Then & Now

School choice and our Catholic vice presidential candidates

For the second election in a row, both major-party candidates for vice president identify as Catholic. Republican governor Mike Pence was raised in an Irish Catholic home, served as a Catholic youth worker, and aspired to be priest. He now describes himself as an “evangelical Catholic” after undergoing a conversion experience as a young adult and later attending a nondenominational church. Democratic senator Tim Kaine was also brought up in a Catholic home, attended a Jesuit high school, worked at a Jesuit missionary in Honduras, and continues to be a practicing Catholic today.

Despite their common faith background, the two candidates hold divergent views on the issue of school choice, which allows parents to select from an array of educational options other than traditional public schools—including receiving vouchers and tax credits, sending their children to charter or magnet schools, and homeschooling.

In the past, Catholics have possessed a wariness about public schools. The Common School Movement of the early 19th century—a precursor to today’s public schools—insisted its instruction was nonsectarian. In reality, it favored Protestant Christianity. Catholics, acutely aware of this bias, sought to provide their children with a distinctly Catholic education. In 1840, Catholic leaders petitioned the aldermen of New York City for access to public school funding, noting the prejudice exhibited toward them by the objectives of the Public School Society:

And yet in all these “early religious instructions, religious impressions, and religious influence,” essentially anti-Catholic, your petitioners are to see nothing sectarian; but if in giving the education which the State requires, they were to bring the same influences to bear on the “susceptible minds” of their own children, in favor, and not against, their own religion, then this society contends that it would be sectarian!

Archbishop John Hughes of New York led the development of an extensive parochial school system for American Catholics. But whether these schools receive government funding—and if so, how much—remains a contested question. In the 19th century, anti-Catholic sentiment fueled by the influx of Catholic immigrants led to the passage of Blaine Amendments in several states prohibiting the use of state funds for schools deemed to be sectarian. This sentiment only abated in the mid-20th century as people like the Kennedy family and Bishop Fulton Sheen helped usher Catholics into the cultural and political mainstream.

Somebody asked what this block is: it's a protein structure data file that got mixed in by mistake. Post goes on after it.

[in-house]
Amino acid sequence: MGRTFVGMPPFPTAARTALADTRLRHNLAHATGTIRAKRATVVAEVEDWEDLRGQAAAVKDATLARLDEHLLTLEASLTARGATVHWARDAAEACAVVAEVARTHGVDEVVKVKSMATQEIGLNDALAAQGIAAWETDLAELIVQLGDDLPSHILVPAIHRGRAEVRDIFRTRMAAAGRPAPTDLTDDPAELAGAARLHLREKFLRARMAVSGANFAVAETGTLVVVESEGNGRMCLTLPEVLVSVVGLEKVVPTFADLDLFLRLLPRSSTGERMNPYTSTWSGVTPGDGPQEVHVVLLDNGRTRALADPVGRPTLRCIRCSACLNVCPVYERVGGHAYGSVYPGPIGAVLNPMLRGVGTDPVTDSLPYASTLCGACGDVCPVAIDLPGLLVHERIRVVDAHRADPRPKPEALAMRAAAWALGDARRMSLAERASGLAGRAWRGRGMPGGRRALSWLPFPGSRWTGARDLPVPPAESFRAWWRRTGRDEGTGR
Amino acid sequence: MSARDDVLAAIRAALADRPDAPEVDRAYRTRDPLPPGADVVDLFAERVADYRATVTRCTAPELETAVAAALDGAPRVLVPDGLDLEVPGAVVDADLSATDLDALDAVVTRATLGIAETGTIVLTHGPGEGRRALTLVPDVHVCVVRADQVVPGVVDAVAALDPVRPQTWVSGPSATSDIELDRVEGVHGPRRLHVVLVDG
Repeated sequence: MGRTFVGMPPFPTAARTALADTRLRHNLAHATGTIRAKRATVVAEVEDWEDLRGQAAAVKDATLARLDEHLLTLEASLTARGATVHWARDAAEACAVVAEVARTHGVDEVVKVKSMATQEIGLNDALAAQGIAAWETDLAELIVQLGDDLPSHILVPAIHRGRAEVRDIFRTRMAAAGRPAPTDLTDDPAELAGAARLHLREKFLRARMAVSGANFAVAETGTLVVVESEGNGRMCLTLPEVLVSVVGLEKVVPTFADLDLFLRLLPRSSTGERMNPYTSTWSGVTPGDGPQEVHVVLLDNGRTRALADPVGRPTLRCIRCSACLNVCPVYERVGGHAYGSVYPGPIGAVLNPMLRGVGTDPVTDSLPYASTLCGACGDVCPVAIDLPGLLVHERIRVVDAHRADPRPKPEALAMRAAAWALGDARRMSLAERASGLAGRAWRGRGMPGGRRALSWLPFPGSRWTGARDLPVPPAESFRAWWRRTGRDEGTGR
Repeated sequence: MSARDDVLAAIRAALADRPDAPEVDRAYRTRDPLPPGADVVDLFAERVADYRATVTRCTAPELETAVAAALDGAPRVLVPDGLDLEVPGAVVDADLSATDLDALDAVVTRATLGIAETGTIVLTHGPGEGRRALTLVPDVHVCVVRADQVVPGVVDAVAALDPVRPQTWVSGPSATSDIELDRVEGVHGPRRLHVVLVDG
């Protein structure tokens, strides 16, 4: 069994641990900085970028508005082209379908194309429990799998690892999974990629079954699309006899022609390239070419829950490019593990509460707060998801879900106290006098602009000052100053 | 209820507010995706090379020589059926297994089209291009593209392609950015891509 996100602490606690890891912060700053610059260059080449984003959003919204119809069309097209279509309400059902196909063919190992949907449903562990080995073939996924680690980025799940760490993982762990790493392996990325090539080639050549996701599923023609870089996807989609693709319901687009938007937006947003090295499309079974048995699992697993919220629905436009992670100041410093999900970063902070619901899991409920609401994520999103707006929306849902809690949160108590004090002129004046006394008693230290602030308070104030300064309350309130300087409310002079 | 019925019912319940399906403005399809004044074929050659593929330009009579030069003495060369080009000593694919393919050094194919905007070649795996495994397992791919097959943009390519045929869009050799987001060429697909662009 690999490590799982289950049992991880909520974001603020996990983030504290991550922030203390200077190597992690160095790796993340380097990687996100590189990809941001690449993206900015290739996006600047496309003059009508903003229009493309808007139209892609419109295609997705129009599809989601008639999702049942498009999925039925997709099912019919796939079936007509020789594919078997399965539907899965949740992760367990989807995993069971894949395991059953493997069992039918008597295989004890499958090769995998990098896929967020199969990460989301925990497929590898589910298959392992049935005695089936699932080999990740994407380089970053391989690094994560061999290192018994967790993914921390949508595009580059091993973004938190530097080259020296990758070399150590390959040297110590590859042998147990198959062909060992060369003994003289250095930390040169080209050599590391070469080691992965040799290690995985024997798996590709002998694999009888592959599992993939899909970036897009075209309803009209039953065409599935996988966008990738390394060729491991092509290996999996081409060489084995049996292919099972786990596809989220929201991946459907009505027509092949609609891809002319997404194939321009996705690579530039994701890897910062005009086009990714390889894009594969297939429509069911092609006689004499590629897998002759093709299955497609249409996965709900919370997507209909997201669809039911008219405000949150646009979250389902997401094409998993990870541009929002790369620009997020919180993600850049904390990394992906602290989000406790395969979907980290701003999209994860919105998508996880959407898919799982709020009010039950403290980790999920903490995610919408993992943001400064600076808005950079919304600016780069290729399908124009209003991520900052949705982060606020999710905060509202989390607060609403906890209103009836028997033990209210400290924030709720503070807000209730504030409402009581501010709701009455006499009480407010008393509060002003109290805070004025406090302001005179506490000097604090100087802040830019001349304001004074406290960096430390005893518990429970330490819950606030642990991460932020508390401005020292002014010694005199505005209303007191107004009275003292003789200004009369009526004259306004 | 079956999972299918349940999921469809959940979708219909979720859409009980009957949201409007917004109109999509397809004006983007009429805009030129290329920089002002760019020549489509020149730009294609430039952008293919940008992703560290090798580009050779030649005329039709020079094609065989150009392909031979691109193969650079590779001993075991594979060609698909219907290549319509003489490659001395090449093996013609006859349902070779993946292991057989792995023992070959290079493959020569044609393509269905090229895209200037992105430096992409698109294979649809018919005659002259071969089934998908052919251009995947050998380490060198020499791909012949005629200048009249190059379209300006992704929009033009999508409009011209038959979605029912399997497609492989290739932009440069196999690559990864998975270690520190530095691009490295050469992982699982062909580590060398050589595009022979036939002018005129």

During the century after their inception, American public schools underwent massive changes, becoming increasingly professional, institutional, and secular. Following these transitions came broader participation by Catholics in the public school system. Gravissimum Educationis from the Second Vatican Council in 1965 shows a warming toward public schools as long as they partner with parents, the primary educators of children.

Today many Catholic children attend public schools, and animosity between American Protestants and Catholics no longer exists in the public sphere. Further, in the last several elections, Democrats and Republicans roughly split the American Catholic vote. This diversity creates space for Catholics to hold varying views on school choice.

Pence’s position favoring school choice draws upon the Catholic beliefs that faith formation should be part of education and parents should play a primary role in their children’s education. Many evangelical Protestants currently share these beliefs.

Due to his formation in the Jesuit education tradition, Kaine opposes school choice based on principles of Catholic social justice and liberation theology. Kaine’s children attended the predominately black Richmond Public Schools and his family presently worships at a racially diverse church, so he may also be influenced by the historic connection, especially in the South, between school choice and race.

The long relationship between Catholics and public schools is complicated by the breadth of beliefs across American Catholicism. This complexity provides insight into how our two vice presidential candidates, both Catholic, hold opposing positions on school choice.

Our weekly feature Then and Now harnesses the expertise of American religious historians who care about the cities of God and the cities of humans. It's published in partnership with the Kripke Center of Creighton University and edited by Edward Carson and Beth Shalom Hessel.

Regina Wenger

Regina Wenger is a graduate of Duke Divinity School and a licensed pastor in the Ohio Conference of Mennonite Church USA.

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